“The near-future is thought-out and realistic. It’s a little bit like every episode of Black Mirror rolled into one (minus sex with a pig), with a coherent and touching story and without all the brashness/crassness of Charlie Brooker.”
— Thomas Wilson, Goodreads

Full review by Thomas Wilson here.


“The worldbuilding is brilliantly handled and it’s a thrill to read a speculative and satirical story that’s so accessible...Doyle’s debut is funny, engaging, fast and fascinating, but above all, it reads as a warning. I was thoroughly rattled by its end.”
— Angus Dalton, Grapeshot
“It was like a really lovely, mean, cold sex scene – I was very into it ... Does that sound weird? Morning Dad!”
— FBi Radio's 'Book Club'

Listen to the full FBi Radio Book Club recording here.


“A disconcerting sense of alienation flows through Doyle’s novel… This same detachment also raises probing questions about memory, legacy and the emotional imprints we leave on others – and what of us is left behind when these imprints disappear.”
— Veronica Sullivan, Books+Publishing
“I love this book. This is the hottest mess of a debut – a dystopian romp, as cinematic as a roller coaster ride, and deep with ideas and heart. It has everything – an amnesiac director of fully immersive disaster movies, an all-knowing coma specialist, a pair of perpetually plugged-in children who know even more, and one sinking island. Picture the technology section of the The Economist as directed by Jill Soloway. I have no higher praise.”
— Steven Amsterdam, author of Things We Didn’t See Coming
“The structure is adventurous, dense and poetic … I thought of J.G. Ballard’s imaginatively coherent, hard-edged, full-fledged imaginings.”
— Luke Davies, author of Candy and God of Speed, screenwriter of Life and Lion
“Intelligent, fast-paced, deeply considered and great fun, The Island Will Sink is a hell of a speculative ride through a future both familiar and strange. Doyle’s hyperactive Anthropocene vision is nothing short of thrilling.”
— Jennifer Mills, author of Gone, The Diamond Anchor, and The Rest is Weight




Max Galleon. The world’s leading maker of entirely immersive cinema: blockbuster disaster films that give people the cathartic experience of global annihilation. A father to two children acutely distressed by the world around. A husband only theoretically. A brother to a comatose mystery man. And falling rapidly in love with a doctor who is not at all what she seems.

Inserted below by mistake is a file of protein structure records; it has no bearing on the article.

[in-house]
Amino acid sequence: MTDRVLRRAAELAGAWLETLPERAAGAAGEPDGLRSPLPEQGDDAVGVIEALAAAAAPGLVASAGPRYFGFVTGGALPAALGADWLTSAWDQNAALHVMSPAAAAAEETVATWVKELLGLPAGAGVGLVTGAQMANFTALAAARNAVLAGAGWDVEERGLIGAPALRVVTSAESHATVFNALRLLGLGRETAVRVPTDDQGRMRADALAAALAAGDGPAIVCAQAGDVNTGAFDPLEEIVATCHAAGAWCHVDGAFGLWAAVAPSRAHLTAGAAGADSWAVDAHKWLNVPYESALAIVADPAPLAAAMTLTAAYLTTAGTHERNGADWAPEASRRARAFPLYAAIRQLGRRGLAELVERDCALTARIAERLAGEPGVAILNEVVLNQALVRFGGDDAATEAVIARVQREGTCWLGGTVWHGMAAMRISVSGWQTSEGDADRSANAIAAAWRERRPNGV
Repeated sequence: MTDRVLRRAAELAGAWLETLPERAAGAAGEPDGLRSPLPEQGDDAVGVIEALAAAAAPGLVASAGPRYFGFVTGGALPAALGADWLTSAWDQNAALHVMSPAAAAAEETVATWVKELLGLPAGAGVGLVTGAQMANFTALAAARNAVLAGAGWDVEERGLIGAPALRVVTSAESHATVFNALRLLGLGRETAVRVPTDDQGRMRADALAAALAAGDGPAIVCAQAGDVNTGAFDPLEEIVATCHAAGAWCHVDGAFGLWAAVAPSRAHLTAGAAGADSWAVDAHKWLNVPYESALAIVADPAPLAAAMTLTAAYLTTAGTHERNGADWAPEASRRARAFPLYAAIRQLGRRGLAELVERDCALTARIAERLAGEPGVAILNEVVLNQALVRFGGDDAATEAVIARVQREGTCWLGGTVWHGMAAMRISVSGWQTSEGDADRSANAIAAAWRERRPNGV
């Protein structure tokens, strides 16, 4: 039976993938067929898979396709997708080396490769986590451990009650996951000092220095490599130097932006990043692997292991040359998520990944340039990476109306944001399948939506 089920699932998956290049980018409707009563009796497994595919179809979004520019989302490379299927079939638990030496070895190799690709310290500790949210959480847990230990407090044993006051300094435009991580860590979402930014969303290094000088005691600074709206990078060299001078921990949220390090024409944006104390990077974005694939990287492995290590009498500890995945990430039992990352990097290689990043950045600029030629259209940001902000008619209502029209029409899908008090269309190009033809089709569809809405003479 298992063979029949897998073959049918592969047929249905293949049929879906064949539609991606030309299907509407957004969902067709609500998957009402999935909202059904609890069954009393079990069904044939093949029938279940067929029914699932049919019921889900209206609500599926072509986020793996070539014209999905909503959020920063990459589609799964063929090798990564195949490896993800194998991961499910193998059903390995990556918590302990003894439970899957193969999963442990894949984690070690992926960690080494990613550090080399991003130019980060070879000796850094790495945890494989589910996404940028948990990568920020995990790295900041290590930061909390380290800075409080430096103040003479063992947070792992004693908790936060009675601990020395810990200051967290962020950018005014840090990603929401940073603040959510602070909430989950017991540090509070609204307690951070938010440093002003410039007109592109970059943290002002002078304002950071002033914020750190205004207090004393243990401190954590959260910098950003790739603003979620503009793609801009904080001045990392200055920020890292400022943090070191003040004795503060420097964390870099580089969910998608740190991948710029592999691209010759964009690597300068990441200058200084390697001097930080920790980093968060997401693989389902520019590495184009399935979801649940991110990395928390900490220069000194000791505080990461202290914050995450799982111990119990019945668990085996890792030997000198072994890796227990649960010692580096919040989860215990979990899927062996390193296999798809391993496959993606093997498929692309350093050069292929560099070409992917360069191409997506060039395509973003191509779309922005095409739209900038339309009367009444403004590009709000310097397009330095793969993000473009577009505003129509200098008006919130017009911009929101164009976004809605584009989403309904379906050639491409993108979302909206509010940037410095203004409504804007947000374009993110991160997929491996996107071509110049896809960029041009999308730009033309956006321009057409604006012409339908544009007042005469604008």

Convinced he has amnesia, Max relies entirely on electronic prosthesis to take care of the daily work of remembering. A photo-narcissist, he constantly edits the all-encompassing archive until his personal history begins to resemble one of his films – overblown, generic, and best met with skepticism.

In an amnesiac life remaking the same film infinitely is a voyage of discovery. Max likes to sit in novelty bars with his screenwriter partner Jean. But even without a memory Max knows that nothing is what it used to be, least of all nostalgia.

When sad-eyed neurologist Dr Gabrielle Stern proposes a way to connect Max with his comatose brother, he begins to explore the mysteries of inner space. In Max, Gabrielle sees the possibility of a beautiful future in which painful memories can be easily altered or erased. In Gabrielle, Max sees romantic subplot.

But Gabrielle’s interest in the brothers runs deeper, connecting them all to a suspiciously cinematic barn on the outskirts of civilisation, once home to controversial drug cult ‘The Sleepers’. What happens next is like something from a movie.

THE ISLAND WILL SINK pans from Establishing Shot to Romantic Subplot, through Action Sequence and a Director's Cut Ending, slipping in and out of film convention, raising questions about how we interpret narrative in a screen-saturated culture.